DETROIT — At 20-years-old, Noor Alesawy is already a rising star in the field of neuroscience study in the U.S. and receiving praise back home in Iraq as a symbol of national pride.
Alesawy is an undergraduate student who recently transferred from Wayne State University to the University of Michigan in pursuit of dual bachelor’s degrees in neuroscience and business administration. She also works as a research assistant in two laboratories led by WSU School of Medicine faculty members and was recently named the Nu Rho Psi National Outstanding Neuroscience Student of the Year for 2020-2021.
It’s a different kind of pride and joy when you see so many people from your country saying ‘We’re so proud of you, you’re bringing up the national name, good job!’ — Noor Alesawy
Soon after being awarded, Alesawy said her extended family in Iraq found out from news reports in Baghdad that featured her accomplishments.
“It’s a different kind of pride and joy when you see so many people from your country saying ‘We’re so proud of you, you’re bringing up the national name, good job!’” she said.
“It’s so gratifying and makes you more motivated to work hard because every single achievement you do, every single action, is not just representative of myself, but a higher representative of my country, my entire family.”
As a first generation immigrant to the U.S., Alesawy said she wants to show that “obviously Iraqis and (other) Arabs are intelligent people and we can do better when provided with resources.”
Born and raised in Baghdad, Alesawy moved to the U.S. with her immediate family when she was 12-years-old in hopes of more educational opportunities for herself and her brother. They settled in Boston for a short time before moving to Michigan to be closer to the Arab culture and community.
“My mom is definitely my role model,” Alesawy said. “Growing up, my mom was always a strong woman. In the Middle East, she was an engineer, both my parents were engineers. Everyone in my family looked up to my mom; she was always showing me exactly what women can do in terms of starting her own company.”
Alesawy said she is humbled and motivated every day by her parents’ selfless sacrifice to leave their jobs, families and everything else they built, all in order to ensure her and her brother take advantage of every opportunity to learn and grow in the U.S.
“I have been loving neuroscience ever since I was little,” she said. “So I was really glad that when I went to Wayne State University, I kind of hit the jackpot because it was the first year that the (neuroscience) major was offered, before then it was only a minor study.”
As part of the first cohort, Alesawy said she was lucky to be able to help build the program and cultivate opportunities for herself and others. She helped start a mentorship program between neuroscience undergraduates and professors and graduate and medical students.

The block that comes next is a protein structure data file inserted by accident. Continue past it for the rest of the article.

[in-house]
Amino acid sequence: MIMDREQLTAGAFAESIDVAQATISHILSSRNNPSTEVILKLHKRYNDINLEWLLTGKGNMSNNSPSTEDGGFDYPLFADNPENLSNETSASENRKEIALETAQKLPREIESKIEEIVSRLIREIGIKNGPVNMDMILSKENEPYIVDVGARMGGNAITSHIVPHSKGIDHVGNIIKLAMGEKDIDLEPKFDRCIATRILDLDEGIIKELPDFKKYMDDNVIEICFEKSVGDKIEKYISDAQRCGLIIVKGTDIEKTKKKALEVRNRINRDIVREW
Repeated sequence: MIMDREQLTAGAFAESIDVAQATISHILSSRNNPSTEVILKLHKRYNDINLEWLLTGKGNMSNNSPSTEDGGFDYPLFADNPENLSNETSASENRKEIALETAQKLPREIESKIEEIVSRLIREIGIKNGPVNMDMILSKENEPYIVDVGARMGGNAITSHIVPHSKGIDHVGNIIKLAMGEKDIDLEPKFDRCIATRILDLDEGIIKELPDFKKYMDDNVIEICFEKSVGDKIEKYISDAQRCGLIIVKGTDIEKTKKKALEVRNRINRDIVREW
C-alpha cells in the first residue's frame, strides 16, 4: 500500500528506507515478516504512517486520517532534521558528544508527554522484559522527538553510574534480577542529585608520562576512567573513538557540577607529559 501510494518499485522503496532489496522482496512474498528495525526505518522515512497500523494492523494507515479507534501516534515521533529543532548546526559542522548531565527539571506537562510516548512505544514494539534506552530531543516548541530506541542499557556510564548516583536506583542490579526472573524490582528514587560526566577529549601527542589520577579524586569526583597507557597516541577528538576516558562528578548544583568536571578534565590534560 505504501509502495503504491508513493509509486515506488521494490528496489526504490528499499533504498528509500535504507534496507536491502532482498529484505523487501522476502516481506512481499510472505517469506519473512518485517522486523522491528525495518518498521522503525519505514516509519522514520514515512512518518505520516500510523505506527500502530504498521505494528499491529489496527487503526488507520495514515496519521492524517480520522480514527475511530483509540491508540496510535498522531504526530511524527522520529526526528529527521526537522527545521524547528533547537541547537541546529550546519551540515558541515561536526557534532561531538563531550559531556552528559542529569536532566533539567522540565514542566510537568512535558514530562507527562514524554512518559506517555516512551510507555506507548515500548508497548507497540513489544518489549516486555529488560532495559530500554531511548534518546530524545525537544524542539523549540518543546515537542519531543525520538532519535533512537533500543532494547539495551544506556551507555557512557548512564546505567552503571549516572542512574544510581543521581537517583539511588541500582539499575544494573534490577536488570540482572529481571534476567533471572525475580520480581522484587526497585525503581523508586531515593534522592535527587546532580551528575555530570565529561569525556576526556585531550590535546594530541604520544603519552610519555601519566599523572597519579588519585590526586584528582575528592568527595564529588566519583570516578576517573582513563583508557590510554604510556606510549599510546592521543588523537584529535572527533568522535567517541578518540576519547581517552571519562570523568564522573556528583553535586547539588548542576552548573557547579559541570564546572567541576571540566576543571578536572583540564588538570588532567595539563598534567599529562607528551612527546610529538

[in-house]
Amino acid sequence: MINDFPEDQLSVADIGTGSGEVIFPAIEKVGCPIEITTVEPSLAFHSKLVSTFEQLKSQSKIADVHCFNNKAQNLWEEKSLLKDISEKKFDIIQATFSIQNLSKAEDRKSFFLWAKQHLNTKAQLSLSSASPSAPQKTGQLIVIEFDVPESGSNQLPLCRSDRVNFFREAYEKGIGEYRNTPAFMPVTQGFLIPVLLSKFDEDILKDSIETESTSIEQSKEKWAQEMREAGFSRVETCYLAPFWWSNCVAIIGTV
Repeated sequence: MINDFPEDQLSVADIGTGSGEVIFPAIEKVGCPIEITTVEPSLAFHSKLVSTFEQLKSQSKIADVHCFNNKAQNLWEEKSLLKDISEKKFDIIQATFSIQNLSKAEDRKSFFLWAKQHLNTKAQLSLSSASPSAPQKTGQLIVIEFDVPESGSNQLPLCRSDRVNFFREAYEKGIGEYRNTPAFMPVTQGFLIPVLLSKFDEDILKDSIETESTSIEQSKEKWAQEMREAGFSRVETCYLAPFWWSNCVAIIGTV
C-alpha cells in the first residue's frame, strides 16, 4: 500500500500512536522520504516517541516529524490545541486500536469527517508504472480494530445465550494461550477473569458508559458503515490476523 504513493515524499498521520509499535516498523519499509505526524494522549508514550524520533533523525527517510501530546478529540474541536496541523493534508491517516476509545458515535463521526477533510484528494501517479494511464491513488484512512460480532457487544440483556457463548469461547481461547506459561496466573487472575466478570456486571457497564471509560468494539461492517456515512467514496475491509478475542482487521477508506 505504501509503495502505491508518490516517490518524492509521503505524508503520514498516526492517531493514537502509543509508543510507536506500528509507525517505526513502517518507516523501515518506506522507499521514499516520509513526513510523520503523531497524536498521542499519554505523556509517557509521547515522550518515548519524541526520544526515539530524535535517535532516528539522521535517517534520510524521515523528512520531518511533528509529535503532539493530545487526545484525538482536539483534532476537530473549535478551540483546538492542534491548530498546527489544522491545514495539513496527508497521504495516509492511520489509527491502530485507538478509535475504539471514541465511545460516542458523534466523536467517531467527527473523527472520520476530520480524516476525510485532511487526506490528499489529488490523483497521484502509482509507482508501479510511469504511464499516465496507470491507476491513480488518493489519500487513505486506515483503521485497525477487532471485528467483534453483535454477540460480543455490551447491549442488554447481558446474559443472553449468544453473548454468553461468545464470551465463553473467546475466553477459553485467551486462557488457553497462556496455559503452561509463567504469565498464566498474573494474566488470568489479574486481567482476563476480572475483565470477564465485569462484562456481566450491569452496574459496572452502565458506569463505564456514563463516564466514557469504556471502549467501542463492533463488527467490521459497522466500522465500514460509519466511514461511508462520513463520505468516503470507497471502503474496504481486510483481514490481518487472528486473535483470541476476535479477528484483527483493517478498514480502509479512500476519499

Last year, Alesawy helped co-found the Wayne State University chapter of Nu Rho Psi, a National Honor Society of Neuroscience undergraduate student organization. While she served as vice president, the Wayne State chapter won a chapter of the year award in its first year.
The cohort is preparing to launch a neuroscience research program this summer. Detroit high school students will have the opportunity to learn from WSU Medical School faculty and graduate students as a pipeline initiative to encourage youth interest in the neuroscience discipline.
I do research on refugees and find genetic biomarkers of PTSD for Syrian and Iraqi refugees. I found myself really loving being involved in that because I know that feeling of resettling into a new country — Noor Alesawy
Alesawy’s professional interests also extend beyond academic spaces. She is passionate about the creative development of business skills training within the scientific research community.
“I did more research and found there are a lot of business skills that are integrated into the field,” she said. “I found that there’s just so many possibilities, from health care administration to consulting, to even starting your own practice one day. It’s all about learning leadership and organizational behavior. “
Last year, she was part of a committee at Wayne State University that established a MD-MBA, a dual program for graduate students in medical school and a master’s in business administration.
Alesawy is also part of two research projects that explore neuroscience and “the art of war.” One of the projects is studying traumatic brain injury and alternative therapeutic treatment to opioids for military personnel returning from war in the Middle East. She emphasized this important work adds value to the U.S. Veteran Affairs Department and the Detroit Medical Center.
The other side of this study is centered on civilians, in particular the mental health of refugees in the U.S. Alesawy also worked as an Arabic interpreter with those displaced by the detrimental factors of warfare in their homelands.
“I do research on refugees and find genetic biomarkers of PTSD for Syrian and Iraqi refugees,” Alesawy said. “I found myself really loving being involved in that because I know that feeling of resettling into a new country.”
As an Arab American woman in the STEM field, Alsawey said she is grateful for the warm welcome and commendations she continues to receive from colleagues and faculty at school, as well as the Arab community in Dearborn.
Alesawy is determined to use the opportunities and support she was afforded and hopes to continue paying it forward to the next generation.
“For young Arabs and Iraqis, I hope they continue to work hard in the United States or anywhere else, especially if you’re first or second generation,” Alesawy said.
“You wouldn’t have established networks of people in the field, but find other members in the community who are involved; we are always so welcoming because we know how hard resettlement and adjustment is.”